Partially preserved fossil of a Jurassic-era ichthyosaur was found in the Kachchh region in India. The find is exceptional, as most complete ichthyosaur fossil finds in the past have been in South America and Australia.

'Fish Lizard' Fossil

Partially complete fossil of an Upper Jurassic-era ichthyosaur was found in a region of India believed to be covered in oceans millions of years ago. Though parts of the skull and tail are missing from the specimen, the fossil likely represents a massive creature that is about 5.0 to 5.5 meters in length.

Ichthyosaurs are marine reptiles that are often referred to as "fish lizards." They were a highly successful group of marine creatures that survived until the middle Late Cretaceous period, and are said to resemble modern day dolphins and whales. They lived between 90 and 250 million years ago when supercontinent Pangaea was breaking into Laurasia and Gondwana. They were top marine predators whose main competitors were ancient sharks, other marine reptiles, and plesiosaurs.

Along with the Ichthyosaur fossil were remains of smaller marine creatures such as molluscs. Upon studying the wear patterns on the creature's teeth, researchers gather that the ichthyosaur in question likely fed on hard and abrasive food sources such as molluscs, other marine reptiles, and ancient fish.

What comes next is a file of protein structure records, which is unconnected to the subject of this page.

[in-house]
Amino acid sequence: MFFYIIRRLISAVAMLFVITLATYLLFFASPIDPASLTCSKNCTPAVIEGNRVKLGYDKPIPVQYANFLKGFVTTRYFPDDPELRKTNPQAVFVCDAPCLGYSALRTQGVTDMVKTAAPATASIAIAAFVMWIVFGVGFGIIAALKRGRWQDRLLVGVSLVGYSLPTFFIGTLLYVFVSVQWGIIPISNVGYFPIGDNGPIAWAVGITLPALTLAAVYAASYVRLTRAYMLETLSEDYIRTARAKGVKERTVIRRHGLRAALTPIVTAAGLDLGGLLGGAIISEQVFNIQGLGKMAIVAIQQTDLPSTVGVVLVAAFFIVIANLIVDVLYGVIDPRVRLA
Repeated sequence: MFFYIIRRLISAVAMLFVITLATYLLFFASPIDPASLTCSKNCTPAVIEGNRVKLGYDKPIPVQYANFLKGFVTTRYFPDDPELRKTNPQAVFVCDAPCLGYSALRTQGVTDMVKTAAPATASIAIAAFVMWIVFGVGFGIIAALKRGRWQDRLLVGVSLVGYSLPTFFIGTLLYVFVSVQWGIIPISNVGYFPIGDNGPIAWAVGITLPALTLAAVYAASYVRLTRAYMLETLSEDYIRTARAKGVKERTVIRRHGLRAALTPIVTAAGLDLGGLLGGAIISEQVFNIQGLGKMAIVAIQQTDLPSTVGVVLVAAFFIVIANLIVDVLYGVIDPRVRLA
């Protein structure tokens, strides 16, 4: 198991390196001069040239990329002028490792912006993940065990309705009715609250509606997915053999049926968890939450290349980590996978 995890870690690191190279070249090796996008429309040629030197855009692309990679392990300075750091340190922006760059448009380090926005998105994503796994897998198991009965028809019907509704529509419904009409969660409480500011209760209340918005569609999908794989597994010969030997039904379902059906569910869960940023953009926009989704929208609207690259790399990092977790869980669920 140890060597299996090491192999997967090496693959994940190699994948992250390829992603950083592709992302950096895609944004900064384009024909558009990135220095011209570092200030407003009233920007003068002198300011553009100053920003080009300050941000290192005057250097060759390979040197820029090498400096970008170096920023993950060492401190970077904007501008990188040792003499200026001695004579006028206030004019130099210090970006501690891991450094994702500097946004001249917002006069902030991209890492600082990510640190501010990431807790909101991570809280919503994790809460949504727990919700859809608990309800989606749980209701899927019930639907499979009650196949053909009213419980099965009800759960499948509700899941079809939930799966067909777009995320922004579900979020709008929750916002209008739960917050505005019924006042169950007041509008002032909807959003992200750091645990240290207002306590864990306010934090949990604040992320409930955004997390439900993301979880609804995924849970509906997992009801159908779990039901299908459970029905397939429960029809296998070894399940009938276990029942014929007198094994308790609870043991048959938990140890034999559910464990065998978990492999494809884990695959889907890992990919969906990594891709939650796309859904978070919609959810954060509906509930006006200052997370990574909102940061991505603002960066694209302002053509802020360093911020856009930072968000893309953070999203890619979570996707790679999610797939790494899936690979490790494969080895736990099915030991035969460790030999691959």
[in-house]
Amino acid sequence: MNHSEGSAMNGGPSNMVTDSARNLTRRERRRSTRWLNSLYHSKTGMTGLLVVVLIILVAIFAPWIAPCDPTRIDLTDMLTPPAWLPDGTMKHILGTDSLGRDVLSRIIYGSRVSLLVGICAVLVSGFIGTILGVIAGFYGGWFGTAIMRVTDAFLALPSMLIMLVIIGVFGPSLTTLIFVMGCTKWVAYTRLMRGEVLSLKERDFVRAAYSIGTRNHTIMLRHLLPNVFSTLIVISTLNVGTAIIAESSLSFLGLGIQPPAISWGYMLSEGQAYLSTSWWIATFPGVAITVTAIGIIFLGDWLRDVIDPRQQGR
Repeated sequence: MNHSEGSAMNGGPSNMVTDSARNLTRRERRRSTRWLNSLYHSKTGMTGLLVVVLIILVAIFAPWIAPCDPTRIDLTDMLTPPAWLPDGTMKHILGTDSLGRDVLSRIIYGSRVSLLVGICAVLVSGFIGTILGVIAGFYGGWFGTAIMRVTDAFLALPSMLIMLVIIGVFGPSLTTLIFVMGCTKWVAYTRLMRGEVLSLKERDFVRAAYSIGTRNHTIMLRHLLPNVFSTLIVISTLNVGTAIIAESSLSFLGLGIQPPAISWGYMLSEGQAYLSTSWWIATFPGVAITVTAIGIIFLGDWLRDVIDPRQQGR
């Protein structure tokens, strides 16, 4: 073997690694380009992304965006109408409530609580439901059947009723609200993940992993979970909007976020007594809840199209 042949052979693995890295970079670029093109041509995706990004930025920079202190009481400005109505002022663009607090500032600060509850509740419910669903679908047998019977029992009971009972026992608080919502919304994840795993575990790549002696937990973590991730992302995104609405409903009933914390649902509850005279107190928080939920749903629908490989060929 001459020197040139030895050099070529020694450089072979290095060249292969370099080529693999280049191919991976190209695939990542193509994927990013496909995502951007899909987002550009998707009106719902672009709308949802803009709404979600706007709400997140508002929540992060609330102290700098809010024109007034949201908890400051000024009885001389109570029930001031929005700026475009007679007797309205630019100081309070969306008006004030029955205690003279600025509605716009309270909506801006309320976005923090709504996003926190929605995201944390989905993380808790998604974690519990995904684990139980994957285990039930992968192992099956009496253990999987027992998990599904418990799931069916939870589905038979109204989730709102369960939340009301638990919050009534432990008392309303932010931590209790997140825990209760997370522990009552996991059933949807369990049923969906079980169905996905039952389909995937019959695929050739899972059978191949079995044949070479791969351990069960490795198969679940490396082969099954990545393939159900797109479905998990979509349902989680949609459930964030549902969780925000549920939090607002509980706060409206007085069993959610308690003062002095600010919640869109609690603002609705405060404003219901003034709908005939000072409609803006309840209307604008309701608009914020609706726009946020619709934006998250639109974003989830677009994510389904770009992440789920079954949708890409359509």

At present, researchers have not categorically stated the creature's exact species in the currently known Jurassic ichthyosaur taxa, but current data suggests the creature's resemblance to Ophthalmosaurus, Arthropterygius and Aegirosaurus.

First Almost Complete Ichthyosaur Fossil In India

Though their population distribution is believed to be worldwide, fossil records in recent years mostly came from North America, South America, and Europe, with the most exceptionally-preserved ichthyosaur fossils coming from Germany, England, and North America.

"Vertebrate fossils are rare from the Kachchh region, and we were expecting only bone fragments from this area. So, to find a near-complete skeleton is surprising as well as exciting," said study lead author Guntupalli Prasad in an interview. 

For this reason, the current fossil find is exceptional, as previous Ichthyosaur fossil discoveries in India have merely been fragments of vertebrae and teeth. What's more, the mere presence of the creature alone suggests that perhaps a marine seaway may have connected South America to the western Tethys through the Indian Ocean.

As such, researchers are continuous in their search for other ichthyosaur fossils in the region, in hopes of finding more ichthyosaur fossils, as well as other ancient marine reptiles.

Their findings were published in PLoS ONE.

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